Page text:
• Charles Salvador. Charles Salvador is better known as Charles Bronson and is notorious not just for his crimes, but for his behaviour behind bars. Salvador is known as Britain’s most violent prisoner, and Britain’s most notorious prisoner, and once behind bars he incited prison riots, and violence, and took a prison employee hostage. Bronson is still behind bars and remains one of the UK’s longest-serving prisoners
crime scene investigation

UK’s Most Dangerous Areas

Whilst the vast majority of crime in the UK is relatively minor, some areas in the UK not only experience more crime than others but more dangerous crime too. Looking at the statistics collated from the year 2021/2022, the five most dangerous areas of the UK are:

  • Cleveland. As mentioned above, Cleveland is officially the UK’s most dangerous area, with 129 crimes per 1,000 people. Cleveland is a small area in the Northeast of England with a population of just 569,800 but it still maintains the highest crime rate in the country. Perhaps even more surprisingly, Cleveland is a universally criminal area. Looking at the 23 categories that police forces and statisticians divide UK crime into, Cleveland has the worst crime rate across all categories. Cleveland’s high crime rate cannot be attributed to simply minor crimes. The margin differences between Cleveland and the rest of the UK are in some of the most serious and problematic areas, including ‘violence against the person’, ‘violence with injury’, ‘stalking and harassment’, ‘criminal damage and arson’, and ‘possession of weapons’. Spare a thought for those police officers who dedicate their lives to the force in Cleveland!
  • West Yorkshire. West Yorkshire is a relatively large area that comprises the cities of Bradford, Calderdale, Kirklees, Leeds, and Wakefield. The area has a dense population of 2,345,200. Population density often leads to crime, and this is true in the case of West Yorkshire. There are 125.5 crimes per 1,000 people committed in West Yorkshire and violent crimes are of particular concern. It has incredibly high scores in the categories of ‘violence against the person’, ‘violence with injury’, and ‘violence without injury’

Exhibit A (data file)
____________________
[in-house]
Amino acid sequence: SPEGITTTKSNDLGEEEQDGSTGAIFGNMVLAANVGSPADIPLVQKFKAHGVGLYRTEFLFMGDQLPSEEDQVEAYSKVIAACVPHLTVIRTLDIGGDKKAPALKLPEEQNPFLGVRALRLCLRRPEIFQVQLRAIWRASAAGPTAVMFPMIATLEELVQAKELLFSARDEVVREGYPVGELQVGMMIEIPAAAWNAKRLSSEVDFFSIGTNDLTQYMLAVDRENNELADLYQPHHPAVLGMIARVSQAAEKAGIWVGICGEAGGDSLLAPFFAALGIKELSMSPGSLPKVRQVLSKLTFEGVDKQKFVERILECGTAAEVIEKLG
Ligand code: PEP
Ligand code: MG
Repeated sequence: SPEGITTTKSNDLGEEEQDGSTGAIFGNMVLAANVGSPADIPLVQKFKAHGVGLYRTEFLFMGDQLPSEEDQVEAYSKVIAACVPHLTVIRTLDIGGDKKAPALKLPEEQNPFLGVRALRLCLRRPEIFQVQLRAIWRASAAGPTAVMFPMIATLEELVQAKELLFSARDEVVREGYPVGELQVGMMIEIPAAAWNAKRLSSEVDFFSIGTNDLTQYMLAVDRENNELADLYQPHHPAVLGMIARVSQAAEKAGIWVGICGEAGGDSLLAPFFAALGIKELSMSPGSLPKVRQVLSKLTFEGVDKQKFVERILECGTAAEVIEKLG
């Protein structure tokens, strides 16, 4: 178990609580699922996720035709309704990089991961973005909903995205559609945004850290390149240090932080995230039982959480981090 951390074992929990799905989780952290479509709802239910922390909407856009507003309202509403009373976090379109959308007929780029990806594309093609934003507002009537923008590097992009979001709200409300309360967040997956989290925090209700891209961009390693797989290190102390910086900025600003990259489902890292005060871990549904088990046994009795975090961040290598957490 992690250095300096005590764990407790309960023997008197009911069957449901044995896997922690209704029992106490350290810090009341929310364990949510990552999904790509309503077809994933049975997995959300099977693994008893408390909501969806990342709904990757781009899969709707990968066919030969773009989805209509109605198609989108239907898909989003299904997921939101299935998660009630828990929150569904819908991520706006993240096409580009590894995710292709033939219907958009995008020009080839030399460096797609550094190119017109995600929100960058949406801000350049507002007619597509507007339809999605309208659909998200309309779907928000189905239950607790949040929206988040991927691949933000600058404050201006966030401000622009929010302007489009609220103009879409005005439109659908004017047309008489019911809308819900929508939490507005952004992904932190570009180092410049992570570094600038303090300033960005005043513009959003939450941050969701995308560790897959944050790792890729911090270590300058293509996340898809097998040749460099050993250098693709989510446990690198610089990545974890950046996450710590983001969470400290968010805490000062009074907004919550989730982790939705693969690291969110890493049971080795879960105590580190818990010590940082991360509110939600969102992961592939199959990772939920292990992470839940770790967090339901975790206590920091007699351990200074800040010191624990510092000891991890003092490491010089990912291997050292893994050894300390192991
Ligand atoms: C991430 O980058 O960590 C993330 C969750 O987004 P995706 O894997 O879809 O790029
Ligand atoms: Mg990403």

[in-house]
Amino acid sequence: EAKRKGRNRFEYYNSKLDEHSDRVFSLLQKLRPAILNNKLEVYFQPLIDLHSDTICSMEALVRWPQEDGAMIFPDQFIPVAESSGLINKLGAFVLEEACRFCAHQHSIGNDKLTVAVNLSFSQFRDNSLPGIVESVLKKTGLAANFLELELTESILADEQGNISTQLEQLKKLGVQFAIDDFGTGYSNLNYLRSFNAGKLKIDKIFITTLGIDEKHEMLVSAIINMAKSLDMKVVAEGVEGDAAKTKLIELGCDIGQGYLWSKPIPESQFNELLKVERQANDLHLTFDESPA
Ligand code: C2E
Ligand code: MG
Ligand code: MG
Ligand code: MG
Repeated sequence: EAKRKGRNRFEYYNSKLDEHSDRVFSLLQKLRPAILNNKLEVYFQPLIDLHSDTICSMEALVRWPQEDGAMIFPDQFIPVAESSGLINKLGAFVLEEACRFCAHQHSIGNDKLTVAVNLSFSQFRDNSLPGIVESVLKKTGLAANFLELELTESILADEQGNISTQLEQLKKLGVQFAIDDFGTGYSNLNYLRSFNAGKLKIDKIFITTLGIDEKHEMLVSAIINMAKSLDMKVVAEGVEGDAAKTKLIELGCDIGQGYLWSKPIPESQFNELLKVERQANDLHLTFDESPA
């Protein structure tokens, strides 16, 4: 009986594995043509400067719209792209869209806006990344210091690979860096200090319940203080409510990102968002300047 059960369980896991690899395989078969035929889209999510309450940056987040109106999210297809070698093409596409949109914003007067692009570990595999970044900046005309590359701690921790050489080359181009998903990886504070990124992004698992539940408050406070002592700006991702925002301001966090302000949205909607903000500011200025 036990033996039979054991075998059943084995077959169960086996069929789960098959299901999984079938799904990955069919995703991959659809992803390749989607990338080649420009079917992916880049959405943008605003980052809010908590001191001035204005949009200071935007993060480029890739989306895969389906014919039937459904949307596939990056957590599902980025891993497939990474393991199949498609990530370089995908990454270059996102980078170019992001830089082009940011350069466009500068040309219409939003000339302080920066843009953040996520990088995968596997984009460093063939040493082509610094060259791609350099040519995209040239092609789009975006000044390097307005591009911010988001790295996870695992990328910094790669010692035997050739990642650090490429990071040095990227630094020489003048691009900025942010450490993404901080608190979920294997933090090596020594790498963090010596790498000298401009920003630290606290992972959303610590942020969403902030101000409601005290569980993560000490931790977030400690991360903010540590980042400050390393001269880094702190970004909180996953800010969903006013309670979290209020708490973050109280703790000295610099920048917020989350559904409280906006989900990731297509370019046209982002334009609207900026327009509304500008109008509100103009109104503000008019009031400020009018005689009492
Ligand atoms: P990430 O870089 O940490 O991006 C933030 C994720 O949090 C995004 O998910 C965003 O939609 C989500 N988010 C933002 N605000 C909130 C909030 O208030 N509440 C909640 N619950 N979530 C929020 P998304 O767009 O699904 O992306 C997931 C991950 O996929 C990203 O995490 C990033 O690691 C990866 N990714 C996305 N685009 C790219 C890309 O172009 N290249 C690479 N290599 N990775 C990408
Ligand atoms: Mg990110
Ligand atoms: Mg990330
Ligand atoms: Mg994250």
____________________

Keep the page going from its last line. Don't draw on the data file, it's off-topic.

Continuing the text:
• Greater Manchester. Another area where population density can be considered a contributing factor to crime, Greater Manchester boasts 124.3 crimes per 1,000 people. Its 2,848,300 residents account for over a third of all people in the North West and yet the region only covers 493 square miles. High population density creates fertile ground for thieves and Greater Manchester tops the table in the categories of ‘robbery’, ‘theft offences’, and ‘burglary’. However, the rates of violent crime in Greater Manchester are not as high as in Cleveland or West Yorkshire
  • West Midlands. This is the second most populous county in England after Greater London and has a crime rate of 123 crimes per 1,000 people. Theft and violent crimes are the two most common crimes in the region, painting a bleak picture of communities driven by fear. ‘Violence against the person’ was recorded at a rate of 54.9 per 1,000 (the national average is a much lower 35 per 1,000) and the rate of ‘Violence without injury’ is double that found anywhere else in the region
  • Merseyside. Merseyside comprises the boroughs of Knowsley, St Helens, Sefton, Wirral, and the city of Liverpool, and it is statistically the fifth most dangerous area in the UK. The main reason for Merseyside’s appearance on this list is drug-related crimes. Whilst the region boasts relatively low levels of crime in the categories of ‘violence against the person’ and ‘violence without injury’ and the lowest ‘sexual offences’ rate in the North West, it tops the charts for ‘drug offences’ and has the highest drug-related crime rate in the country by a considerable margin